"Paris in Love"
By: Eloisa James
In 2009, New York Times bestselling author Eloisa James took a leap that many people dream about: she sold her house, took a sabbatical from her job as a Shakespeare professor, and moved her family to Paris. Paris in Love: A Memoir chronicles her joyful year in one of the most beautiful cities in the world. With no classes to teach, no committee meetings to attend, no lawn to mow or cars to park, Eloisa revels in the ordinary pleasures of life—discovering corner museums that tourists overlook, chronicling Frenchwomen’s sartorial triumphs, walking from one end of Paris to another. She copes with her Italian husband’s notions of quality time; her two hilarious children, ages eleven and fifteen, as they navigate schools—not to mention puberty—in a foreign language; and her mother-in-law Marina’s raised eyebrow in the kitchen (even as Marina overfeeds Milo, the family dog).
An enchanting tale of living in Paris for a year, Eloisa James is truly at her best during her latest book, “Paris In Love.” I love James' romances, so when this nonfiction tale was released, I was first on the list at my library. A huge fan, I absolutely had to read about her year in Paris. I had followed her time in France a bit through her Facebook Page, but it didn't even come close to comparing to how enchanting the year really was.
Eloisa has a wonderful way with words. With just a few words, you can literally picture exactly what she is trying to convey. She's not too wordy, nor are her descriptions flowery...they are just perfect. Take this description of her neighbors:
A row of elegantly narrow dormer windows sprouts from the building opposite my study. Sometimes a gaunt woman with beautiful cheekbones and sleek black hair pushes open her window and leans out, smoking and flicking the ashes onto the slate. Today she wears a red dress and looks as if she belongs in an eighteenth-century novel, the kind in which heroines come to a bad end. (James, 95).
“Paris in Love” chronicles Eloisa and her family's time in Paris. Restaurants, family outings, flowers, homeless, pets; it's all fair game. Funny and at times, heartbreaking, Eloisa leaves no stone unturned in her quest to document her year. It's extremely hard to describe how the book ebbs and flows, but its a natural progression. Her children's troubles in schools and her neighborhood trips are talked about extensively, but my absolute favorite parts of the book deal with the family pet, Milo.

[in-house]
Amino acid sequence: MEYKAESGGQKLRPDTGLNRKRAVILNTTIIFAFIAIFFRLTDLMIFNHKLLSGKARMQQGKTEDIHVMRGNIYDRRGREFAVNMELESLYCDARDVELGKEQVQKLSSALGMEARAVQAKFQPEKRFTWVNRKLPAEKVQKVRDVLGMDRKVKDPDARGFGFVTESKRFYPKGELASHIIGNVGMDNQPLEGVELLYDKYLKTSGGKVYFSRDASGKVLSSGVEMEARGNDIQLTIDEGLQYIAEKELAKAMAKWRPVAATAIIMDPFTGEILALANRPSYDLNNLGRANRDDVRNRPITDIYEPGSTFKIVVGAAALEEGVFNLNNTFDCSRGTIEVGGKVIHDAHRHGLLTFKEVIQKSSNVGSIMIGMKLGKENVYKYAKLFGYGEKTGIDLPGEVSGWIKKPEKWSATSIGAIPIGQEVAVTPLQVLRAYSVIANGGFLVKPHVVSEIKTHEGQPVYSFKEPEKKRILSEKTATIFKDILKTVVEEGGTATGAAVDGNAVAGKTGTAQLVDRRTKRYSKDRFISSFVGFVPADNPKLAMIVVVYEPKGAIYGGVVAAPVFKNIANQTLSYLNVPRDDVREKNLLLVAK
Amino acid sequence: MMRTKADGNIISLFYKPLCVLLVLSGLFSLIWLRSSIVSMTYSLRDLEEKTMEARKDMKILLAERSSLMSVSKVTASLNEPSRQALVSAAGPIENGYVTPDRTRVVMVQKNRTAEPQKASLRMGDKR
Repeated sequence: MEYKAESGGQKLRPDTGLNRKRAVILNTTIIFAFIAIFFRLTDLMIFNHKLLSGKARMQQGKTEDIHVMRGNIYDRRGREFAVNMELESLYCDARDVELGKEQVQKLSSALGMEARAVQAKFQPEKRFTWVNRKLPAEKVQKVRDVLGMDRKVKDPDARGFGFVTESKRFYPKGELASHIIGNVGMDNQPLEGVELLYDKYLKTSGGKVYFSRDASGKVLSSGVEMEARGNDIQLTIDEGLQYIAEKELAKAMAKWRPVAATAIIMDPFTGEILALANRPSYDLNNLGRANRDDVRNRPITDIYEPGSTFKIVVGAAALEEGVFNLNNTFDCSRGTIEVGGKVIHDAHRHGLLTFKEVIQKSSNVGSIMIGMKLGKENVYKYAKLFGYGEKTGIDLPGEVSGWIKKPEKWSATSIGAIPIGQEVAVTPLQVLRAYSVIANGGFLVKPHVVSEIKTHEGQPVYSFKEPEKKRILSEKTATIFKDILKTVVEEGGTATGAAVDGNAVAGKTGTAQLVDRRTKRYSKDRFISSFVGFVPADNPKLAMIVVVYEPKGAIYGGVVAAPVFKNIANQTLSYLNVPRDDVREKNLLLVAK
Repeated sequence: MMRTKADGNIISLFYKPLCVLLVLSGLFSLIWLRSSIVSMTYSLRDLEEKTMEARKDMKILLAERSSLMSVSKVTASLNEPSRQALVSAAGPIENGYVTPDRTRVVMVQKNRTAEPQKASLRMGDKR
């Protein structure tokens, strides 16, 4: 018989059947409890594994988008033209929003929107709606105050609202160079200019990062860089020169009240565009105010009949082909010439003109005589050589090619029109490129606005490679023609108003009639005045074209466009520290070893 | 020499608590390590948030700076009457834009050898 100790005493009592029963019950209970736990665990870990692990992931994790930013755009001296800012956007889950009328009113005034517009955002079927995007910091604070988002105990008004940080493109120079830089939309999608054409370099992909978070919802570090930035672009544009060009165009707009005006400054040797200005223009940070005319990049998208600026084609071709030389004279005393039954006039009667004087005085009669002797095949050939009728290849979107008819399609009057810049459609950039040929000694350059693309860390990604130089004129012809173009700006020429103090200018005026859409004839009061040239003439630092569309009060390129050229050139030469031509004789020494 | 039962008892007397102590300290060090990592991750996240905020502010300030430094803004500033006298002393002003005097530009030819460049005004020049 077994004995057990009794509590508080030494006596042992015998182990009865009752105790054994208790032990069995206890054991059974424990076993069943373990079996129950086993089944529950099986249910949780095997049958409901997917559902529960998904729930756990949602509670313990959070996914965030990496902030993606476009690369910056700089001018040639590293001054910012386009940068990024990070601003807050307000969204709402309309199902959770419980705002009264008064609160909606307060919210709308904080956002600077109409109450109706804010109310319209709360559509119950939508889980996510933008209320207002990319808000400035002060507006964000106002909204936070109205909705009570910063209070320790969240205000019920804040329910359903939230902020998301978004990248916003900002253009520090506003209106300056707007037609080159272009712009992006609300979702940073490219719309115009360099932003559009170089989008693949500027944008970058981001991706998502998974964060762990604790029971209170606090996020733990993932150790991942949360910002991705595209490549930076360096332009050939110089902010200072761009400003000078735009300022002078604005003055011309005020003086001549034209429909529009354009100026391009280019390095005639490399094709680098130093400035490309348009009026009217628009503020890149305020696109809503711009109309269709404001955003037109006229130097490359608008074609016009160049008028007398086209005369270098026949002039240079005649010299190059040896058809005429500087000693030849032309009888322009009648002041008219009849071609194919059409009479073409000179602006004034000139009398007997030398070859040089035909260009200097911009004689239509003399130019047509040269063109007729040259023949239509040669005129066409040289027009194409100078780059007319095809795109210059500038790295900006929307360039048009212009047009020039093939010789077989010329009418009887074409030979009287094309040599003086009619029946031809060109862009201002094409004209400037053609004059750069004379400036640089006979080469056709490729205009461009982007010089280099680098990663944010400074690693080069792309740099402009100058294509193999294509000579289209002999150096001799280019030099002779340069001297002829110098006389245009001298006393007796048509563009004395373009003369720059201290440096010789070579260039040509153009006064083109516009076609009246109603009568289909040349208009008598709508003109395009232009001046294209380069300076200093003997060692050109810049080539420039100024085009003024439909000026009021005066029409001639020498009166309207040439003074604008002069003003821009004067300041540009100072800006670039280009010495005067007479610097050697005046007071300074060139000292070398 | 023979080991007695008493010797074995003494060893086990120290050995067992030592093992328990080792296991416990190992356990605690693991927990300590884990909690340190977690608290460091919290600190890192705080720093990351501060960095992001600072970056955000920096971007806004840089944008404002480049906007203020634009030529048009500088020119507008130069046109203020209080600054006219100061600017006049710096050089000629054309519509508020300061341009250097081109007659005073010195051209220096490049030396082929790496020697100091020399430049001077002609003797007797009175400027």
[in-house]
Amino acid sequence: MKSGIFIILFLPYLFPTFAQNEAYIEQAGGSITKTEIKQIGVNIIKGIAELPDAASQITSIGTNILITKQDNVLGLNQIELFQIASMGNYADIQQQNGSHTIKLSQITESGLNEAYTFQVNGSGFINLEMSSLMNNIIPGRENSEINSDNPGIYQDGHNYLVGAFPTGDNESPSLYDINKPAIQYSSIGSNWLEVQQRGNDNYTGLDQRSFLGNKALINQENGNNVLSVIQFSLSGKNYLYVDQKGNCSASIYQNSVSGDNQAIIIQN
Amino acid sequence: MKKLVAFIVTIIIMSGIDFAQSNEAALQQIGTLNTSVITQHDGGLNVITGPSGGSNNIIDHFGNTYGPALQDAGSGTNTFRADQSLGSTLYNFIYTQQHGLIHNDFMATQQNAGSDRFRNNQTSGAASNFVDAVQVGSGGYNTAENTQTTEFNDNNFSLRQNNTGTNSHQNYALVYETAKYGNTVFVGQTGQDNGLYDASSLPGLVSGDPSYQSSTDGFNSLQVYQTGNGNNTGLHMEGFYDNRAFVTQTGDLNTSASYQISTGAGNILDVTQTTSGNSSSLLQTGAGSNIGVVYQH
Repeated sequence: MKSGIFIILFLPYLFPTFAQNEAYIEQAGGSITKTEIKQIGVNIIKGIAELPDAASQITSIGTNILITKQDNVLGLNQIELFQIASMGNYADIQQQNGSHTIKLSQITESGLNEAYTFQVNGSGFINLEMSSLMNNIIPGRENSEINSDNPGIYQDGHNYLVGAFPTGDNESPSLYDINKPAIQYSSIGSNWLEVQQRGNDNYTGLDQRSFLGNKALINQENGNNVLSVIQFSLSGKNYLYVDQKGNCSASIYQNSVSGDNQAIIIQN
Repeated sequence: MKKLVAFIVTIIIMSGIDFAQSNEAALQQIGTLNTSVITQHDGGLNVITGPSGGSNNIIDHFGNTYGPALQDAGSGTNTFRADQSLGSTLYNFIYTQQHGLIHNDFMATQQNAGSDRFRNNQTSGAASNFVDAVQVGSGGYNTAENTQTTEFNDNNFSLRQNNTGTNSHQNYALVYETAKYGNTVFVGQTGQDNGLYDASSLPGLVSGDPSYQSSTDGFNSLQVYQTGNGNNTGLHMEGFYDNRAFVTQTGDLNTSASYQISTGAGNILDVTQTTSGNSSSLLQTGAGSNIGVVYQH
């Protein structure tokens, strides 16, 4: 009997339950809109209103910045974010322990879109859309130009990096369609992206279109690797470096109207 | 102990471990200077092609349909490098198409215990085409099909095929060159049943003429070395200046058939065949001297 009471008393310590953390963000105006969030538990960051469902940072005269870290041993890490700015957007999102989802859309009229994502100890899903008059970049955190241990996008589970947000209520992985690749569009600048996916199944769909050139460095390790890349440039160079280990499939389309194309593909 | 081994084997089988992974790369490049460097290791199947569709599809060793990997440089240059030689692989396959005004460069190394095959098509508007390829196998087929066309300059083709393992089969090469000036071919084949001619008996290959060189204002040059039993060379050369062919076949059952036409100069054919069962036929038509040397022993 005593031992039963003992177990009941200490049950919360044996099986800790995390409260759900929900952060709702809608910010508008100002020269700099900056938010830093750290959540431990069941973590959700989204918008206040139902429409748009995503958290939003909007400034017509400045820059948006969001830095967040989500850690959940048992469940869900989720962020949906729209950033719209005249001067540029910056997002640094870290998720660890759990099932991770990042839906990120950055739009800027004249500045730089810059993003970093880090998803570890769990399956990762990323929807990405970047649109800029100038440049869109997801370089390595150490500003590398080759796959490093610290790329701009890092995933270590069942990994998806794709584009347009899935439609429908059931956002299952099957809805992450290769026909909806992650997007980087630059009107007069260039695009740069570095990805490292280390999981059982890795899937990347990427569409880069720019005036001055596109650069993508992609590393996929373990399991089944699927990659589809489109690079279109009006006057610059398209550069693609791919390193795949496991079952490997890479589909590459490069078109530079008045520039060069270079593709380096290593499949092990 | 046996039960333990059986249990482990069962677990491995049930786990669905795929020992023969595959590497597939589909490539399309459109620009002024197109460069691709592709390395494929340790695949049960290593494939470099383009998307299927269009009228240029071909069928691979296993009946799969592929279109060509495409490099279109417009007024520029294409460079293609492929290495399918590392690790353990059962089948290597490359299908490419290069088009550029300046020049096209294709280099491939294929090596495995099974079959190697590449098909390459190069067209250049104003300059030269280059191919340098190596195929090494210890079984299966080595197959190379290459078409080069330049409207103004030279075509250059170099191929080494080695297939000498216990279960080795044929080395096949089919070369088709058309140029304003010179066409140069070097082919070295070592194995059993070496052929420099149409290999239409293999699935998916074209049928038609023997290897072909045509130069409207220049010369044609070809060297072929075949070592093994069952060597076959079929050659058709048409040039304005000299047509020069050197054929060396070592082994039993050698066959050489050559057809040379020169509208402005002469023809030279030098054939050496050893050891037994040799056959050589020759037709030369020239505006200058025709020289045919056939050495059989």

Milo has been back to the bet for a follow-up visit. To Marina's dismay, her Florentine vet labeled Milo obese, even after she protested that 'He never eats.' Apparently the vet's gaze rested thoughtfully on Milo's seal-like physique and then he said, 'He may be telling you that, but we can all see he's fibbing' (James, 63).
Today Marina announced that she wants to buy Milo a raincoat as a Christmas present. So the family – sans Milo – trooped out to a shop in the Marais that sells accouterments for small dogs. Anna snatched up a tiny, blossom pink confection trimmed with rhinestones (I might add that Milo is aggressively male, and fond of attacking dogs four times his size). Flouting the girlie stereotype, Allesandro inquired if the coat came in a larger size. The shopkeeper asked about Milo's breed, in order to choose the appropriate coat size. 'No, no, he's not Chihuahua-size,' Alessandro told him. 'He's more like bulldog-size.' The shopkeeper looked most disapproving, and pointed toward three or four coats in the corner: the plus-size department. From these meager pickings, we chose a transparent raincoat with jaunty purple trim. (James, 91)
We are all rather horrified to find that the transparent raincoat, designed for a French bulldog, does not fit around Milo's ample middle. It doesn't have a prayer of fastening. (James, 93).
This book is so much more than a memoir of Eloisa James' time in Paris. It's an insight in a family thrown into an unfamiliar situation and how they dealt with it. They didn't know the language, yet they flourished in the Parisian environment. A lovely story of a family, life, and what Paris can do for your soul, I'm hoping I get to visit Paris one day too. AND if I never get to, at least I've lived through Eloisa's time in Paris!
|Happy reader with my Eloisa James card (That's me!)|
|Daisy Jane, the slightly heavy dachshund, posing|
|Incidentally, while trying to take a picture with the book, Daisy was distracted by dinner being put on the table|
Publisher: Random House
Date of Publication: April 3, 2012
# of Pages: 272
Places to buy "Paris in Love"